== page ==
Does this version have what it takes to carry a monthly book? Read on to find out.
The official description from DC:
The all-new Lobo brings the ultraviolence to his new ongoing series! If the first few blood-soaked pages of this issue don’t shock you – nothing will!
I closed the first issue of this new title with some mixed feelings. It’s true that it begins with a shocking introduction but the creative team quickly moves on to an insightful series of events that could inform this latest iteration. Add in the fact that this hard-hitting entry sets up a No More Heroes style arc with future destruction in mind and there might just be enough to compel an audience for this comic going forward.
In true New 52 fashion this version of Lobo is different than what many fanboys and fangirls have come to expect. But Cullen Bunn, as he did with Venom over at Marvel, demonstrates a grasp on this material with an interpretation that carries a few memorable aspects. I honestly feel that if people have no prior knowledge of this interstellar mercenary or his interactions within the wider universe of heroes and villains, then the author has a script that could turn some heads. But if you do, you might find this to be a bit underwhelming in comparison to what you’d expect.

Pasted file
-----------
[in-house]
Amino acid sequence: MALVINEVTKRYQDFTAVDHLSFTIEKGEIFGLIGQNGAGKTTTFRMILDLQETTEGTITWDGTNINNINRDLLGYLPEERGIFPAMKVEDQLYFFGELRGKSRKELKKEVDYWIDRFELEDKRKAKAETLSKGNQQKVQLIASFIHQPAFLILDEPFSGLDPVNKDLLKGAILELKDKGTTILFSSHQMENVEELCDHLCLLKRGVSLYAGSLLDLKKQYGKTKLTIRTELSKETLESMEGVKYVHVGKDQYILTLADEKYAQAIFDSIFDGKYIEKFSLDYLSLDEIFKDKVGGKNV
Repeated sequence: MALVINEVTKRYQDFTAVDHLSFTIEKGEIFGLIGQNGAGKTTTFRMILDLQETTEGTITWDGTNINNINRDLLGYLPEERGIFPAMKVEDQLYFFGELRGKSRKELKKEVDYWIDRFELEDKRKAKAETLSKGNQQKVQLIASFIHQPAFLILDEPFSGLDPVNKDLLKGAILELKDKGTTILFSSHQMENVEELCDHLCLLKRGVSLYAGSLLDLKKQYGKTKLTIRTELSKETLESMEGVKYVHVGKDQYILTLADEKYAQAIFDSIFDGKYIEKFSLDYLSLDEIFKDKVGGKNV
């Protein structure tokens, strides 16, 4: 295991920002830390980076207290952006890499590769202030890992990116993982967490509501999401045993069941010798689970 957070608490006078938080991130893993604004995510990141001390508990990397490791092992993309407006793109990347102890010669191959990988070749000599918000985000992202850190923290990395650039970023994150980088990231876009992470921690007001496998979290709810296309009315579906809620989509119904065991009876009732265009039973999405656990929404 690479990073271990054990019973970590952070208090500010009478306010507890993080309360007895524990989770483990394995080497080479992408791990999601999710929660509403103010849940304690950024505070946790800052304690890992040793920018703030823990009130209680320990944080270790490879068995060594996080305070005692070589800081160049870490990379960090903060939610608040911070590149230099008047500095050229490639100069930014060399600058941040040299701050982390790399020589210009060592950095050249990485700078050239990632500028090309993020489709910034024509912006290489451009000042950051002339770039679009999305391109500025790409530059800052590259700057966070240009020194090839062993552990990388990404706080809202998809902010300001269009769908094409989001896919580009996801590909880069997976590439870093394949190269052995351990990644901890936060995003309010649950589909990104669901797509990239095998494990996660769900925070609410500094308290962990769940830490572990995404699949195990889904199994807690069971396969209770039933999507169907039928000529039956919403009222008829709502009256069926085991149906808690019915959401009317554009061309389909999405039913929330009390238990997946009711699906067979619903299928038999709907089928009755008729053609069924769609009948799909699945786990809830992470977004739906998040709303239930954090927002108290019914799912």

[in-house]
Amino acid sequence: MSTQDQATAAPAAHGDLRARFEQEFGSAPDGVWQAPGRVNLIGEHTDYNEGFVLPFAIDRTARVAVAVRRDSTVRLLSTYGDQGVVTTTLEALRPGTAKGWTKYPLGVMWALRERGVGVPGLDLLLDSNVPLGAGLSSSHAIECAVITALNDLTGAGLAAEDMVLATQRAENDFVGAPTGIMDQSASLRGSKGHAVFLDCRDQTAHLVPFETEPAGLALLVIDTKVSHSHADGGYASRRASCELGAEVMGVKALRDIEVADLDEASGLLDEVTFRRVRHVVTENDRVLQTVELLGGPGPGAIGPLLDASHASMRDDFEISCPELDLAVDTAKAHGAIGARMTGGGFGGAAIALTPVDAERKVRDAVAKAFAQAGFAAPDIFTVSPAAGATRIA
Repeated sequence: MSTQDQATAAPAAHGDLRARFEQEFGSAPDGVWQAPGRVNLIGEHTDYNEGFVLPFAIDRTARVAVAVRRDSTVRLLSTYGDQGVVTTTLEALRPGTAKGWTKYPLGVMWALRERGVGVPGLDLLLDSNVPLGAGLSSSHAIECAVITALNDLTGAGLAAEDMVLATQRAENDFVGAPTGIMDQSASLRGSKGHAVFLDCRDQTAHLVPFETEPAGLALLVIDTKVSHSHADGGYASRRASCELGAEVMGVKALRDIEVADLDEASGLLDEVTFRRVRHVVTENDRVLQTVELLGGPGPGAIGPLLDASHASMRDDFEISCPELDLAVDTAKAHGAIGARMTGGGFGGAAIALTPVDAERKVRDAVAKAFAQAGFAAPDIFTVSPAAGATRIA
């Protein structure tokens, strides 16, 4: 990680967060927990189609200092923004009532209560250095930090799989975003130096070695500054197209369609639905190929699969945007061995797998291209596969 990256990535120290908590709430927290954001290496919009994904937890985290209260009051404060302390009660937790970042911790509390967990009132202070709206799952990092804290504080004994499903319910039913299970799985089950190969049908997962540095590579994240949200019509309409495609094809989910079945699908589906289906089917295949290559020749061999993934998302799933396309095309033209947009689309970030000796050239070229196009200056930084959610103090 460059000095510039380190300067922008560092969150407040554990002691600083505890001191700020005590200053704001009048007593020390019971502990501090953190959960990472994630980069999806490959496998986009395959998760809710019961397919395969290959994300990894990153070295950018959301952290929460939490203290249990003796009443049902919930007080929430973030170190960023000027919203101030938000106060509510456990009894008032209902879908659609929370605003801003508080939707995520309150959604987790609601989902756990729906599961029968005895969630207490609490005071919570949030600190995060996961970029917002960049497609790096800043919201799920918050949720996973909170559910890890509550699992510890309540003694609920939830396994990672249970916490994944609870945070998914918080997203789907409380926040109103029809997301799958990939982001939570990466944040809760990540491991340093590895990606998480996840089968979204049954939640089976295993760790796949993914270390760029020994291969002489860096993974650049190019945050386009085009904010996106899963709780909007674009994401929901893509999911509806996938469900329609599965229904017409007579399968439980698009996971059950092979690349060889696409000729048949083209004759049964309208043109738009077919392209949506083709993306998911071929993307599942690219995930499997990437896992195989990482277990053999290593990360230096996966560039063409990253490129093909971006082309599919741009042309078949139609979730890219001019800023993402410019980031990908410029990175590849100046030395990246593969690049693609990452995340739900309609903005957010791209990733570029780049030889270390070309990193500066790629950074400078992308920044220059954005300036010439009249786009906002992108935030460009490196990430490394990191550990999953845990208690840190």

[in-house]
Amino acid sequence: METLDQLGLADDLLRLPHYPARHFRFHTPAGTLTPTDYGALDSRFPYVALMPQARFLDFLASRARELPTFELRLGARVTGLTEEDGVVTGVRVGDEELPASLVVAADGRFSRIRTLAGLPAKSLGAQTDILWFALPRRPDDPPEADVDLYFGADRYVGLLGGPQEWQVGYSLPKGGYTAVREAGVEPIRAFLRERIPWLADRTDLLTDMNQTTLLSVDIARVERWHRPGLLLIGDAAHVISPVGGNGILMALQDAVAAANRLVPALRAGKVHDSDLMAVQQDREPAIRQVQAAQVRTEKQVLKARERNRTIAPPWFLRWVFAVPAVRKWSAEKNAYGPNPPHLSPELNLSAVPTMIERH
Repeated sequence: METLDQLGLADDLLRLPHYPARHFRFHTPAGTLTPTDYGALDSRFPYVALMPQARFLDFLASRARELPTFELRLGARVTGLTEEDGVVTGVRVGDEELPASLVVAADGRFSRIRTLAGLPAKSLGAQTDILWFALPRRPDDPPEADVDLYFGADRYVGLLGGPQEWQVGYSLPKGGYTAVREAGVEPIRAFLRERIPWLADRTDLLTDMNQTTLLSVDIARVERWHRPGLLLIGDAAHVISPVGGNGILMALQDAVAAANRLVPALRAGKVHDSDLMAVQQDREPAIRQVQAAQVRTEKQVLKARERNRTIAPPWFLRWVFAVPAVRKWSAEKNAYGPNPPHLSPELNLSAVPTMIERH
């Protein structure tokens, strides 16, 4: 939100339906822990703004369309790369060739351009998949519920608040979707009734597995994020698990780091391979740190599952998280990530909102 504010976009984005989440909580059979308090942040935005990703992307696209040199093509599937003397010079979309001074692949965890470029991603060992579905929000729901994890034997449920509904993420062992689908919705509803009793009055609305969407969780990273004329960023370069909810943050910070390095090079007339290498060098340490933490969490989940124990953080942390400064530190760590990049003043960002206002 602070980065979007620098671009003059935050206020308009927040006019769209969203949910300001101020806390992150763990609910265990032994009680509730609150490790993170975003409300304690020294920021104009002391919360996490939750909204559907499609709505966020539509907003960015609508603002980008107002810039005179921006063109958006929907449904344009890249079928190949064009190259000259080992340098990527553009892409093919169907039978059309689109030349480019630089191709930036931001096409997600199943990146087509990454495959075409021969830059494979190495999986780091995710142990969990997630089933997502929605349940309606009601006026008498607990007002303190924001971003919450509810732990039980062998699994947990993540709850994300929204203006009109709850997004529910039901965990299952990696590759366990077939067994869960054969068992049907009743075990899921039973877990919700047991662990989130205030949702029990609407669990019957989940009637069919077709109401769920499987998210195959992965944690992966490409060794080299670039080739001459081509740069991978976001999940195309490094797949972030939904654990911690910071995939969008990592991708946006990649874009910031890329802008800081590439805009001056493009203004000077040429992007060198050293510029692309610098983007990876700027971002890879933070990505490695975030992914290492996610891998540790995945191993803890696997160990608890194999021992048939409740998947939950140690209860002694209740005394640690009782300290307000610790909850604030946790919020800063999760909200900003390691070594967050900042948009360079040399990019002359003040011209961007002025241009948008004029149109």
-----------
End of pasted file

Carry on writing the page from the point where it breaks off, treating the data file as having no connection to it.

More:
For the most part the visual component does what it needs to do as Reilly Brown offers up consistent and functional renditions. From the random looking aliens to the landscapes they traverse, the comic exists with a sturdy enough display that should get better with each outing. There were a few instances where some of the panels could have used a more nuanced level of detail but the colors handed in by Pete Pantazis go a long way in excusing these minor hiccups.
Lobo #1 has a handful of moments that should spark interest but there are narrative issues that need to be worked out. However for the most part the creative team does enough right to skate by with a light recommendation from me.